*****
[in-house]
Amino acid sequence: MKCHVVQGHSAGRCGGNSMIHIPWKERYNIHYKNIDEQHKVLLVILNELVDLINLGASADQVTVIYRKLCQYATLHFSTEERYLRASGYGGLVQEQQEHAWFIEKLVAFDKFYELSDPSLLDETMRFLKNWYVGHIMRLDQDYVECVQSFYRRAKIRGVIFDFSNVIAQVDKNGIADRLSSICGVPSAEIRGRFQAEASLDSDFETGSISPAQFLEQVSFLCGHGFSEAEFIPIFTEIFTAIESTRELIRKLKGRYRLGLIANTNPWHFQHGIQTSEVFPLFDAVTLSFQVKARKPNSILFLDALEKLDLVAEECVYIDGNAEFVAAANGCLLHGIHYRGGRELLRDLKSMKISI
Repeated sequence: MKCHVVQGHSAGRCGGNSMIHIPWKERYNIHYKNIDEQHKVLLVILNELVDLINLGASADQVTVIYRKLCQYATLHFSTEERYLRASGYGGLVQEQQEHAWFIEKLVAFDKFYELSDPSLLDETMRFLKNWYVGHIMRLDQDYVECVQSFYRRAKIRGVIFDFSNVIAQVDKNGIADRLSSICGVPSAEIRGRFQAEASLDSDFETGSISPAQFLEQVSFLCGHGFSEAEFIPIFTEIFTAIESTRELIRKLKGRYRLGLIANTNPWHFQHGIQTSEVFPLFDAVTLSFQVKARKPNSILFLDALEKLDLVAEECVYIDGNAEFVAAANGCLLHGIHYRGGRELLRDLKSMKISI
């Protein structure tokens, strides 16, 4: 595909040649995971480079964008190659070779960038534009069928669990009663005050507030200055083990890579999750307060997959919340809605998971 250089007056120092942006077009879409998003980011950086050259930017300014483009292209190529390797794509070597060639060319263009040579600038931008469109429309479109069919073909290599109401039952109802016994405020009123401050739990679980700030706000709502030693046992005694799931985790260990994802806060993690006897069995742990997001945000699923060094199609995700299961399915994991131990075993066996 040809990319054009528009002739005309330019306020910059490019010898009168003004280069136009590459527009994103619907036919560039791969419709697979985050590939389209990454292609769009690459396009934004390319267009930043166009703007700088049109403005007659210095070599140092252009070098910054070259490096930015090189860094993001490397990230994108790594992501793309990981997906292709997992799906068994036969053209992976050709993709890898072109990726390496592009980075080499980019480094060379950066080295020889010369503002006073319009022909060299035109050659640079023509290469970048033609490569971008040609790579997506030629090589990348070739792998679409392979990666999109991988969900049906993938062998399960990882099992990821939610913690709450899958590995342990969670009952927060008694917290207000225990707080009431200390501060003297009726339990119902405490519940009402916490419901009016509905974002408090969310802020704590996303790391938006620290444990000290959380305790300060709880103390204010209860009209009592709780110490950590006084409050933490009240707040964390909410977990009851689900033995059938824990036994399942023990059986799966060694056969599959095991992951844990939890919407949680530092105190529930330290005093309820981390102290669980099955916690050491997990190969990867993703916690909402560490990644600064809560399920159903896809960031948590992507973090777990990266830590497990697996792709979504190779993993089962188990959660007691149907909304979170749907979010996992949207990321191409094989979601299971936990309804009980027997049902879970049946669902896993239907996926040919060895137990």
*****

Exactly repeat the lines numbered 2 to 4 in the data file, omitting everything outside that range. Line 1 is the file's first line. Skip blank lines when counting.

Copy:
Amino acid sequence: MKCHVVQGHSAGRCGGNSMIHIPWKERYNIHYKNIDEQHKVLLVILNELVDLINLGASADQVTVIYRKLCQYATLHFSTEERYLRASGYGGLVQEQQEHAWFIEKLVAFDKFYELSDPSLLDETMRFLKNWYVGHIMRLDQDYVECVQSFYRRAKIRGVIFDFSNVIAQVDKNGIADRLSSICGVPSAEIRGRFQAEASLDSDFETGSISPAQFLEQVSFLCGHGFSEAEFIPIFTEIFTAIESTRELIRKLKGRYRLGLIANTNPWHFQHGIQTSEVFPLFDAVTLSFQVKARKPNSILFLDALEKLDLVAEECVYIDGNAEFVAAANGCLLHGIHYRGGRELLRDLKSMKISI
Repeated sequence: MKCHVVQGHSAGRCGGNSMIHIPWKERYNIHYKNIDEQHKVLLVILNELVDLINLGASADQVTVIYRKLCQYATLHFSTEERYLRASGYGGLVQEQQEHAWFIEKLVAFDKFYELSDPSLLDETMRFLKNWYVGHIMRLDQDYVECVQSFYRRAKIRGVIFDFSNVIAQVDKNGIADRLSSICGVPSAEIRGRFQAEASLDSDFETGSISPAQFLEQVSFLCGHGFSEAEFIPIFTEIFTAIESTRELIRKLKGRYRLGLIANTNPWHFQHGIQTSEVFPLFDAVTLSFQVKARKPNSILFLDALEKLDLVAEECVYIDGNAEFVAAANGCLLHGIHYRGGRELLRDLKSMKISI
């Protein structure tokens, strides 16, 4: 595909040649995971480079964008190659070779960038534009069928669990009663005050507030200055083990890579999750307060997959919340809605998971 250089007056120092942006077009879409998003980011950086050259930017300014483009292209190529390797794509070597060639060319263009040579600038931008469109429309479109069919073909290599109401039952109802016994405020009123401050739990679980700030706000709502030693046992005694799931985790260990994802806060993690006897069995742990997001945000699923060094199609995700299961399915994991131990075993066996 040809990319054009528009002739005309330019306020910059490019010898009168003004280069136009590459527009994103619907036919560039791969419709697979985050590939389209990454292609769009690459396009934004390319267009930043166009703007700088049109403005007659210095070599140092252009070098910054070259490096930015090189860094993001490397990230994108790594992501793309990981997906292709997992799906068994036969053209992976050709993709890898072109990726390496592009980075080499980019480094060379950066080295020889010369503002006073319009022909060299035109050659640079023509290469970048033609490569971008040609790579997506030629090589990348070739792998679409392979990666999109991988969900049906993938062998399960990882099992990821939610913690709450899958590995342990969670009952927060008694917290207000225990707080009431200390501060003297009726339990119902405490519940009402916490419901009016509905974002408090969310802020704590996303790391938006620290444990000290959380305790300060709880103390204010209860009209009592709780110490950590006084409050933490009240707040964390909410977990009851689900033995059938824990036994399942023990059986799966060694056969599959095991992951844990939890919407949680530092105190529930330290005093309820981390102290669980099955916690050491997990190969990867993703916690909402560490990644600064809560399920159903896809960031948590992507973090777990990266830590497990697996792709979504190779993993089962188990959660007691149907909304979170749907979010996992949207990321191409094989979601299971936990309804009980027997049902879970049946669902896993239907996926040919060895137990």